Health and Medical News and Resources

General interest items edited by Janice Flahiff

Irritable? It may be hunger and/or low blood glucose

From the BBC Future article “The brain science that explains hanger”

Excerpts

We now know the reason that hunger causes us to lose our temper. But is it true that women are more susceptible than men?

“We’ve long recognised that hunger leads to irritability in science,” says Sophie Medlin, lecturer in nutrition and dietetics from Kings College London. “But the wonderful world of social media has merged the two words for us and now we know it as ‘hanger’.

“When our blood sugars drop, cortisol and adrenaline rise up in our bodies – our fight or flight hormones.”

These then have an impact on our brain. That is because neuropeptides, secreted by neurons, control the chemicals in our brain. “The ones that trigger for hunger are the same ones that trigger for anger and rage and impulsive type behaviours. So that’s why you get that sort of same response,” she says.

December 4, 2018 Posted by | Health News Items, Uncategorized | , , , | Leave a comment

[Press release]Friends know how long you’ll live, study finds

Friends know how long you’ll live, study finds [University of Washington at St. Louis]

Peer estimates of your personality can predict longevity – January 20, 2015

By Gerry Everding

Young lovers walking down the aisle may dream of long and healthy lives together, but close friends in the wedding party may have a better sense of whether those wishes will come true, suggests new research on personality and longevity from Washington University in St. Louis.“You expect your friends to be inclined to see you in a positive manner, but they also are keen observers of the personality traits that could send you to an early grave,” said Joshua Jackson, PhD, assistant professor of psychology in Arts & Sciences.

Jackson

Published Jan. 12 in an advance online issue of the journal Psychological Science, the study demonstrates that your personality at an early age (20s) can predict how long you will live across 75 years and that close friends are usually better than you at recognizing these traits.Male participants seen by their friends as more open and conscientious ended up living longer. Female participants whose friends rated them as high on emotional stability and agreeableness also enjoyed longer lifespans, the study found.

“Our study shows that people are able to observe and rate a friend’s personality accurately enough to predict early mortality decades down the road,” Jackson said. “It suggests that people are able to see important characteristics related to health even when their friends were, for the most part, healthy and many years from death.”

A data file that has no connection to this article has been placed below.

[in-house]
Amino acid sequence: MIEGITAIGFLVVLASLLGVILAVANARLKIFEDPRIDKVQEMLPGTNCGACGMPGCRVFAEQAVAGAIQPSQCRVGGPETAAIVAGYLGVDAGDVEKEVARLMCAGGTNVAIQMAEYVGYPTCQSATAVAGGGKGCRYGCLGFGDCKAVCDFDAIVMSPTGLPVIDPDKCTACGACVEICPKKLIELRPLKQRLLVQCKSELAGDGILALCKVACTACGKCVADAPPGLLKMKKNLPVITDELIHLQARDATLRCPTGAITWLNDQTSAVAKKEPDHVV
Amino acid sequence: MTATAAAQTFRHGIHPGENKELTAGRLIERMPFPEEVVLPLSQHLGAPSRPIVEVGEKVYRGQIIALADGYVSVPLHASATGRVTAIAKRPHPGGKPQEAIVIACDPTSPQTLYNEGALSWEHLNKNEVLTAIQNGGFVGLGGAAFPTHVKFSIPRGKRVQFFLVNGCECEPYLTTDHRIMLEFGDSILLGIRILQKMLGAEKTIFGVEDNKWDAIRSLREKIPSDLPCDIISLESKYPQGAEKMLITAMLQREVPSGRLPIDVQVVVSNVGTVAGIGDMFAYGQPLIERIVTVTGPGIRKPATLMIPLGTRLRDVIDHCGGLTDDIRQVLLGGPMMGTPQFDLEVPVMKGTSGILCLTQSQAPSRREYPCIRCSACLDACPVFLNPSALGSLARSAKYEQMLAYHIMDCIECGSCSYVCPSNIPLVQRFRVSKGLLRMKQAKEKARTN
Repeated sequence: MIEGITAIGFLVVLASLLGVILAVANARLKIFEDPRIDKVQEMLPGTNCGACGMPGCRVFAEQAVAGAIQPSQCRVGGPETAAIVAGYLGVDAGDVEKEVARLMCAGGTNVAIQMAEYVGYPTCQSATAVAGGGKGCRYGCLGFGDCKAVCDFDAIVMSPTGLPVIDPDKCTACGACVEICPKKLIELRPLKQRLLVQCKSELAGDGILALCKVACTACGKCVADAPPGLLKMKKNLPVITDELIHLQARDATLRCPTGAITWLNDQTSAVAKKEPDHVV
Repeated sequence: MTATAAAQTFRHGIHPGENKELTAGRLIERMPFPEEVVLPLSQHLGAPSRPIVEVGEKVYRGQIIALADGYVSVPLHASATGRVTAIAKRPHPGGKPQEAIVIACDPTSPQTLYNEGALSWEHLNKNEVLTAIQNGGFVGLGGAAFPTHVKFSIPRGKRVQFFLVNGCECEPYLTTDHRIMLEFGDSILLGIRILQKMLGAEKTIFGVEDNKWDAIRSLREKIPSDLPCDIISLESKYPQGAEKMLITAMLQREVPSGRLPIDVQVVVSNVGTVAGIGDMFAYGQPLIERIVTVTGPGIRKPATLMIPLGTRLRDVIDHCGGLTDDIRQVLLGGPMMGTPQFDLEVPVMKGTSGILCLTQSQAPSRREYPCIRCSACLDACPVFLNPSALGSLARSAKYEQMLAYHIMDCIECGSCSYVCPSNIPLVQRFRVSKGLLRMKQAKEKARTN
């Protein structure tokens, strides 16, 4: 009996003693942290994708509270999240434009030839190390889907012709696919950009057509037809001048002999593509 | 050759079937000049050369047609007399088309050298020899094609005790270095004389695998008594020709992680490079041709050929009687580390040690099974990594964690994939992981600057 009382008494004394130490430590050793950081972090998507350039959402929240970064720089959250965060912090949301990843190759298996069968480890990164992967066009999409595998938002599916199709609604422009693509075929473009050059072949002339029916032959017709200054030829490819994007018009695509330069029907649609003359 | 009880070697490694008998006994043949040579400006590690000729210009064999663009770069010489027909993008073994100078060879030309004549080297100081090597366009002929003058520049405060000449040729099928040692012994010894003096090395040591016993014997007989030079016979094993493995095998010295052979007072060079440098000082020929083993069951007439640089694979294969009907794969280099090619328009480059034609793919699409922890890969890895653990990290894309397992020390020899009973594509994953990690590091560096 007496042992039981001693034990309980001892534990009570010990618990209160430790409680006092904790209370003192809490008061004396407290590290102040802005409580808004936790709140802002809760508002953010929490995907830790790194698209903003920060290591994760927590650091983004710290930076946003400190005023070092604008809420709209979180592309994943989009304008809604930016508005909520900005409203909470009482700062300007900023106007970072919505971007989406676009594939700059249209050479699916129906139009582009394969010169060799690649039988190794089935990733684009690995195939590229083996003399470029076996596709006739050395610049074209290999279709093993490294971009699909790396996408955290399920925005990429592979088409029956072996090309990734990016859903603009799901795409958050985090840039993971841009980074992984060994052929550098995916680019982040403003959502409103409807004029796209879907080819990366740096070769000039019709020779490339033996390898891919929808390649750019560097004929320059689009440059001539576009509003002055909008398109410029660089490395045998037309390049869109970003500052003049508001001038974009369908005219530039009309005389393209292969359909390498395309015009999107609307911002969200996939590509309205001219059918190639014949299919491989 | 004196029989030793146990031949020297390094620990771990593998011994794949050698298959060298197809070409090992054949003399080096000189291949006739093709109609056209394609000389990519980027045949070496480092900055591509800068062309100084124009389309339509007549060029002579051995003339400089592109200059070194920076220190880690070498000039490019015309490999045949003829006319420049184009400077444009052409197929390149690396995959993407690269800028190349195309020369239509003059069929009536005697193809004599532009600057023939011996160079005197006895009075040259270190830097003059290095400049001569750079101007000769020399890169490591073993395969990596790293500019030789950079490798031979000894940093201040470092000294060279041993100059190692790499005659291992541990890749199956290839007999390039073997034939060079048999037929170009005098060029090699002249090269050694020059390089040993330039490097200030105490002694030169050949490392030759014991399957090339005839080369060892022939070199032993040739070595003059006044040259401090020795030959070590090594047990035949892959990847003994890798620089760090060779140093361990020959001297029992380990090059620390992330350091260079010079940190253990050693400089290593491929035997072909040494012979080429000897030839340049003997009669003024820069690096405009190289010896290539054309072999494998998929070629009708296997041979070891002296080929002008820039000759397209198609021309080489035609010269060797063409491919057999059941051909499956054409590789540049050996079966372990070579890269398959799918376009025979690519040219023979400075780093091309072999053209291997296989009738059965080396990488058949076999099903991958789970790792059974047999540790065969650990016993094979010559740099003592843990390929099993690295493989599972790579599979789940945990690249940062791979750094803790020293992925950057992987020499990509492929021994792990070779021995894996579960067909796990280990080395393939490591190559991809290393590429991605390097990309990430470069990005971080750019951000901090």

It’s no secret that a person’s personality traits can have an impact on health. Traits such as depression and anger have been linked to an increased risk of various diseases and health concerns, including an early death.

Men who are conscientious are more likely to eat right, stick with an exercise routine and avoid risks, such as driving without a seat belt. Women who are emotionally stable may be better at fighting off anger, anxiety and depression, Jackson suggests.

While other studies have shown that a person’s view of his or her own personality can be helpful in gauging mortality risk, there has been little research on whether a close friend’s personality assessment might also predict the odds of a long life.

To explore this question, Jackson and colleagues analyzed data from a longitudinal study that in the 1930s began following a group of young people in their mid-20s, most of whom were engaged to be married.

The longitudinal study included extensive data on participant personality traits, both self-reported and as reported by close friends, including bridesmaids and groomsmen in the study participants’ wedding parties.

Using information from previous follow-up studies and searches of death certificates, Jackson and colleagues were able to document dates of death for all but a few study participants. Peer ratings of personality were stronger predictors of mortality risk than were self-ratings of personality.

“There are two potential reasons for the superiority of peer ratings over self ratings,” Jackson said.

“First, friends may see something that you miss; they may have some insight that you do not. Second, because people have multiple friends, we are able to average the idiosyncrasies of any one friend to obtain a more reliable assessment of personality. With self reports, people may be biased or miss certain aspects of themselves and we are not able to counteract that because there is only one you, only one self-report.”

The study also revealed some gender differences in self-assessment: Men’s self-ratings of personality traits were somewhat useful in predicting their lifespans, whereas the self-reports of women had little predictive value.

Jackson suggests this gender difference in self-reporting may be a function of the era in which the study began, since societal expectations were different then and fewer women worked outside the home.